An ancient water garden in Sri Lanka inspires
This week master landscaper and garden lover Michael Bates moonlighted as a tour leader for Ross Garden Tours. It is a role he was born for, as his passion for place-making, people, and the landscape are unrivalled. He has just returned from a garden tour of Sri Lanka, a country he has visited many times. Today he reflects on one of his favourite places: an ancient water garden called Sigiriya, which he believes is an education for any aspiring garden maker.
We welcome Michael Bates, from Bates Landscapes, to the Ross Garden team and thank him for a fascinating tour of Sri Lanka. Take it away Michael.
Sigiriya also known as the Lion Rock, is found deep in green tropical forests of central Sri Lanka. This ancient palace was built by King Kasyapa and is situated in the central Matale District near the town of Dambulla of the Central Province. This historical and archaeological site holds a special place in the cultural history of Sri Lanka. This palace was built over 1500 years ago by the king and stands as one of the oldest examples of ancient urban planning and is also an example of the ancient Sinhalese culture. It totally justifies its UNESCO listing as a World Heritage Site and is also the most visited place of Sri Lanka.
The bird’s eye view of the Sigiriya is astounding. The gardens are ancient and extensive, staggered down terraces. They were created in the 5th century by master landscapers without excavators or any heavy earthmoving equipment other that elephants! I sit on the huge boulders in the gardens at the top of Sigiriya Rock and look down those terraces.
The straight lines of the edge of the pools frame the reflections, while water lilies add texture. Trees and sky dominate, creating a sense of tranquillity and sending visitors into the abyss of time and thought.
The miniature water gardens remind me of the purifying baths in the outer chambers of King David’s temple in Jerusalem – I can imagine visitors to this ancient capital washing down in smaller baths before an audience with the King.
At the same time I can’t help but reflect on other ancient capitals I’ve visited; Jerusalem, Machu Pichu, Cambodia, Tai Mahal and Versailles. Gardens that reflect a cohesive vision of one person, in one time of great action and passion. Great places shape the way I look at the world and my work. I have not just been inspired – my DNA as a gardener has been altered permanently.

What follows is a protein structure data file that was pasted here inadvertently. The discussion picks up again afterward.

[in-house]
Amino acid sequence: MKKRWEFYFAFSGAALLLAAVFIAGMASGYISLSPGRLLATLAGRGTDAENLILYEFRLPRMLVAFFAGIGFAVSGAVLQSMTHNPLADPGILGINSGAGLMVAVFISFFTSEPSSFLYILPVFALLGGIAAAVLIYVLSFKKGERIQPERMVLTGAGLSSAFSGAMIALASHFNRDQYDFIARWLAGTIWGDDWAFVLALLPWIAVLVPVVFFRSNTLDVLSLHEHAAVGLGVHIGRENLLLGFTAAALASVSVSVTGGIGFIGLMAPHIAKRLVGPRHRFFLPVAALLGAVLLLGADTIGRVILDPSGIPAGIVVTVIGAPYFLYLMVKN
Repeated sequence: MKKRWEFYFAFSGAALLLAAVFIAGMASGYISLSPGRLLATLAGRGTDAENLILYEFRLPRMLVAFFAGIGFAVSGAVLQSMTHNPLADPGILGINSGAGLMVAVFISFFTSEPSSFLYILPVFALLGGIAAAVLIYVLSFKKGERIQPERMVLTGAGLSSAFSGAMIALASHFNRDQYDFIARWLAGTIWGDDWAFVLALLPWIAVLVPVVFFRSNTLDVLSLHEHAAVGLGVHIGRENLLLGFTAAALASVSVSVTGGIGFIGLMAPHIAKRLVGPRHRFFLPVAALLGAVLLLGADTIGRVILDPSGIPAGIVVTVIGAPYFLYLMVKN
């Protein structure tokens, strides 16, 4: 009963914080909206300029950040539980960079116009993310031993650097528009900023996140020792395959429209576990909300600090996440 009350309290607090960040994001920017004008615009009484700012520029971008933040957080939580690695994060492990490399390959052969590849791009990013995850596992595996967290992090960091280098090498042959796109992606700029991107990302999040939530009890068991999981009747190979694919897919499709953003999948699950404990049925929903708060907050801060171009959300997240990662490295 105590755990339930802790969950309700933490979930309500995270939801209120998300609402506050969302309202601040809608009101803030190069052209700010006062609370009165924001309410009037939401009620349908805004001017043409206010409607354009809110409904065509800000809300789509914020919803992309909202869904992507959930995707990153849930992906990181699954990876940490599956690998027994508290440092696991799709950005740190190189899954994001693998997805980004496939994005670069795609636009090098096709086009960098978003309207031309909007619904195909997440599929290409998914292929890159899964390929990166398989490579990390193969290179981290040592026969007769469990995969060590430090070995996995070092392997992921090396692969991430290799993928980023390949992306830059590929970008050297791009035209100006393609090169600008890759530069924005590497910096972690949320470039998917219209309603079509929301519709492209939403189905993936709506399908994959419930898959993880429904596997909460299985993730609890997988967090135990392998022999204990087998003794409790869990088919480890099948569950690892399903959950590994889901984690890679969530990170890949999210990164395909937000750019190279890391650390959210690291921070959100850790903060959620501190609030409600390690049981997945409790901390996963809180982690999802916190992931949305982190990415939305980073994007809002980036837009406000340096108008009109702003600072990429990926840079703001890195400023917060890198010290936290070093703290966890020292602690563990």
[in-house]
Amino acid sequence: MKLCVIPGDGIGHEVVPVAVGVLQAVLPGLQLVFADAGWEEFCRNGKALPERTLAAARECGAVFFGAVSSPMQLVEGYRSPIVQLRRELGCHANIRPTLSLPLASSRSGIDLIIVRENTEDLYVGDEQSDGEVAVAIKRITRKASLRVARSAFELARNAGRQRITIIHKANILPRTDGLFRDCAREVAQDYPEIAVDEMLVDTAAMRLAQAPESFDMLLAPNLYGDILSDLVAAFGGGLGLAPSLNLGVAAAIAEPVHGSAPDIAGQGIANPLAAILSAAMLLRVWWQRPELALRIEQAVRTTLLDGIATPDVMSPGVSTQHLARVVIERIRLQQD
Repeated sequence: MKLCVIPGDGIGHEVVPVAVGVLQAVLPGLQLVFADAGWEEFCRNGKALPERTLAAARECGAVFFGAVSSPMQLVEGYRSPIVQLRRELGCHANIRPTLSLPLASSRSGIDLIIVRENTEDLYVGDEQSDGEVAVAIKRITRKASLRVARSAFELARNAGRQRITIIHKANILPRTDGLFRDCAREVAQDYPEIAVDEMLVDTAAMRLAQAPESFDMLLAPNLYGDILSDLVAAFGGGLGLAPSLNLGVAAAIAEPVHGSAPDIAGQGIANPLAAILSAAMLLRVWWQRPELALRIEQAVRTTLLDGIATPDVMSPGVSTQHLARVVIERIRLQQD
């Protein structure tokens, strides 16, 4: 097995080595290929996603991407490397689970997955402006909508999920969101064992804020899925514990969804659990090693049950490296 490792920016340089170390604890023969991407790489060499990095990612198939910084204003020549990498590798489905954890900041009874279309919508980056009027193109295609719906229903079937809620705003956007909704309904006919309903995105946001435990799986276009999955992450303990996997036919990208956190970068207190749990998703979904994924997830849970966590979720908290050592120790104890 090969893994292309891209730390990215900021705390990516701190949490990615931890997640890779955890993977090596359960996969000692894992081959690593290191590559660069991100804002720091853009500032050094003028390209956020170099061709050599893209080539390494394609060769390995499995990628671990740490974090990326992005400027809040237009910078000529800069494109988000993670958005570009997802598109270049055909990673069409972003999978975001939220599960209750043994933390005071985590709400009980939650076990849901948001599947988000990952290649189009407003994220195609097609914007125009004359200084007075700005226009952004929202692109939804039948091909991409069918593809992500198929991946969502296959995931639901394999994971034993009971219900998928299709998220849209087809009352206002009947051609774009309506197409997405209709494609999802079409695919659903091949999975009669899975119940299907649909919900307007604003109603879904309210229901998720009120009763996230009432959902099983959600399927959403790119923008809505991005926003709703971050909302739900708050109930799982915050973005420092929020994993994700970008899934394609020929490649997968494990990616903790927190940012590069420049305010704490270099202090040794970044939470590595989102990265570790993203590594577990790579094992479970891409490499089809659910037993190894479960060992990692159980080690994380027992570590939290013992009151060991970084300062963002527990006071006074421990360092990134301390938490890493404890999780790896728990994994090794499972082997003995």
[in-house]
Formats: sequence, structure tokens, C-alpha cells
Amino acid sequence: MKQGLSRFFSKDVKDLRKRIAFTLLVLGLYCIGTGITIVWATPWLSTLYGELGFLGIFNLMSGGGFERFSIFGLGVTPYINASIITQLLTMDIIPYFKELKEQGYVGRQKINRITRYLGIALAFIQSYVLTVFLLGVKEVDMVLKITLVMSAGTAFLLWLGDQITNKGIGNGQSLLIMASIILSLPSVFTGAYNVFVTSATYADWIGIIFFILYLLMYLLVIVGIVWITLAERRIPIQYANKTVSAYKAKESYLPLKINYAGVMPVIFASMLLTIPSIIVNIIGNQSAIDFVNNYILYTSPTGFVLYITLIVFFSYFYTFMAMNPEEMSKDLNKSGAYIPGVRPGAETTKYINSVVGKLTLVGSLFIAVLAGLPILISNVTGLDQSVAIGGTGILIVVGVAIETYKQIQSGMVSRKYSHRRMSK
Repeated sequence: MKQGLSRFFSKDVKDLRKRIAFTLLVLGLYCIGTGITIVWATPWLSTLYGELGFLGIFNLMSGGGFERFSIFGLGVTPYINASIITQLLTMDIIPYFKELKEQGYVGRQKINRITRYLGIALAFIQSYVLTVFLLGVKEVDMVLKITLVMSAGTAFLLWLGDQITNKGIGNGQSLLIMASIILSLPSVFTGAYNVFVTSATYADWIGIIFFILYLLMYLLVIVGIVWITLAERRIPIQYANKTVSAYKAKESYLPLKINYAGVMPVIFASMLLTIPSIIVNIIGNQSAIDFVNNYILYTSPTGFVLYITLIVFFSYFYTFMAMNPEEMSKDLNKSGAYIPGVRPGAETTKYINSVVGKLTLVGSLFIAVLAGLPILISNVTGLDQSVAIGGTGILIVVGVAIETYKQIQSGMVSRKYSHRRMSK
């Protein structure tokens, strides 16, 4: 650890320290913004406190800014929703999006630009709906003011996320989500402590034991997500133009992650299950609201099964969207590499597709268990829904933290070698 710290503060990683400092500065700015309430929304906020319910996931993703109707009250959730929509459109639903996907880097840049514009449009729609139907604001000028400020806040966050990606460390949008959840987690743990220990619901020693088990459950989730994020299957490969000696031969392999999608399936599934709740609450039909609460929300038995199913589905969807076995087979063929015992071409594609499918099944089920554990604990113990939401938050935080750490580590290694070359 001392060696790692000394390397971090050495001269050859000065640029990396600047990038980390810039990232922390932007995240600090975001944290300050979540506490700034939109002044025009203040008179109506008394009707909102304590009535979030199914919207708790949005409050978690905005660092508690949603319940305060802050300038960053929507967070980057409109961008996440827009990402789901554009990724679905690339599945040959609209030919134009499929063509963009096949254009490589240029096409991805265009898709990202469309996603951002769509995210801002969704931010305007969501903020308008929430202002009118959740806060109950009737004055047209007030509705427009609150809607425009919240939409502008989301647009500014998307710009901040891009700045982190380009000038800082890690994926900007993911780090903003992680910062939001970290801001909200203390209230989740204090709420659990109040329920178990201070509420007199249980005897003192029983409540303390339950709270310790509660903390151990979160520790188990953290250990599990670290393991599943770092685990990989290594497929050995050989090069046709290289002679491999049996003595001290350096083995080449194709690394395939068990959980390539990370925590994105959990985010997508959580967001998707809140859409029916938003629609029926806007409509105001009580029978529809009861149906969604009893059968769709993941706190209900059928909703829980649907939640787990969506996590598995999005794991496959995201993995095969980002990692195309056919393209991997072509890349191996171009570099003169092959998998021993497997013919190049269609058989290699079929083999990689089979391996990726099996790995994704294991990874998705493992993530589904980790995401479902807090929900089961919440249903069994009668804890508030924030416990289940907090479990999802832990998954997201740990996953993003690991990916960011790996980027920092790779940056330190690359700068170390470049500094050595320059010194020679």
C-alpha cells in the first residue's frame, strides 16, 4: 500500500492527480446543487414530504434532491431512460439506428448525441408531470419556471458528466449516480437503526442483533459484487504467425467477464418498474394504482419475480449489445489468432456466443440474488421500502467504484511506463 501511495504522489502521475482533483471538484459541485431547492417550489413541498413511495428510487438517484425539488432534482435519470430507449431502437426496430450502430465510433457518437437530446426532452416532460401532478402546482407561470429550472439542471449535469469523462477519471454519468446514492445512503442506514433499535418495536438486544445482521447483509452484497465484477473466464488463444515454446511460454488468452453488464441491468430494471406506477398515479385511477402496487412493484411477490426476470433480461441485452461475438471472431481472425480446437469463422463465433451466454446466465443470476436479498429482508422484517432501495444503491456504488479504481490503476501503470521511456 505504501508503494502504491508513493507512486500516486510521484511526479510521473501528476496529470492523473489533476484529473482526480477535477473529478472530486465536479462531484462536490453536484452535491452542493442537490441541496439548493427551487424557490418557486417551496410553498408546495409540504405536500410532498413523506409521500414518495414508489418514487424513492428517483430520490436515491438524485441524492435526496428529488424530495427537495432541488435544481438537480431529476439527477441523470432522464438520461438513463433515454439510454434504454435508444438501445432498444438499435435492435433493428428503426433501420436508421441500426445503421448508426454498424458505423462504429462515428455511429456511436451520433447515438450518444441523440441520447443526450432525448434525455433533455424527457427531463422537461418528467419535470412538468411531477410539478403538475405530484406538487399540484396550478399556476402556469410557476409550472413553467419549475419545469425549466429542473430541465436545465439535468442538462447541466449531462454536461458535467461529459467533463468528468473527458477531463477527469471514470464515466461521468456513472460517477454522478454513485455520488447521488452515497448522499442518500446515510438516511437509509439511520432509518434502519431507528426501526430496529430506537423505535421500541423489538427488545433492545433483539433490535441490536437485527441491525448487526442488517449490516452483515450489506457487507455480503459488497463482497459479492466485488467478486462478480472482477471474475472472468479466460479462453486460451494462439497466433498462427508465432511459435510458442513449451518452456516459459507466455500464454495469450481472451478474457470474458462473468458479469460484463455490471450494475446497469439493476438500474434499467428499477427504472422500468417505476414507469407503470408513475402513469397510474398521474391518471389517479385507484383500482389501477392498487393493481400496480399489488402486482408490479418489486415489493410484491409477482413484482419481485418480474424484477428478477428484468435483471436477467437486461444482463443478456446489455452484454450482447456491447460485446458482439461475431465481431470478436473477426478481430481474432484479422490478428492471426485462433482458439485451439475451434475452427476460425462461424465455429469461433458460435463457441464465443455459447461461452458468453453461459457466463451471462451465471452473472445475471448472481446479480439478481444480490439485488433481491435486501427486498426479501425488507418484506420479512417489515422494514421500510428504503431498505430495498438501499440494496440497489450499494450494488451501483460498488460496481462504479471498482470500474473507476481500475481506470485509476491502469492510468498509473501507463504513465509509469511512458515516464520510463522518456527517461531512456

I muse at my attempts of watergarden making today; in particular a water garden I have just completed called ‘Pirramimma’ in the Blue Mountains, west of Sydney, which has taken me 2.5 years to build, complete with lakes and ponds and dozens of smaller water features. Designed by landscape architect and garden historian Craig Burton, it’s a huge project, and one of its kind in Australia.
I’m sure it had a parallel design process to Sigiriya. The data goes into Craig Burton’s head: the flow of hydrology, reflections and shadow, significant trees, the movement of the sun, the shapes of the buildings, paths and terraces, the layout of lawns and garden beds. Then out pops a hand-drawn design, where elements fade in and out of dominance in the contemporary landscape. My team then builds it and we are left with a composition that is pleasing to the eye of the visitor.
I ponder this as I look down on these gardens, their sensitivity and quality of what I see today. I imagine the layers of history over the last 15 centuries – the jungle must have engulfed the place on numerous occasions. Archaeological digs, grassed over mounds, paths and balustrades to guide the modern visitor. The crafting of terraces, lawns and steps – all made recently – blended into the ancient. The balancing act between preservation and study of the ancient with access to tourists – garden tourists. Decoding what is from when and the fluency of the craftsmanship of these great garden makers by this master gardener today is one of life’s great pleasures.
I hope my watergarden stands the test of time, like Sigiriya, for eternity.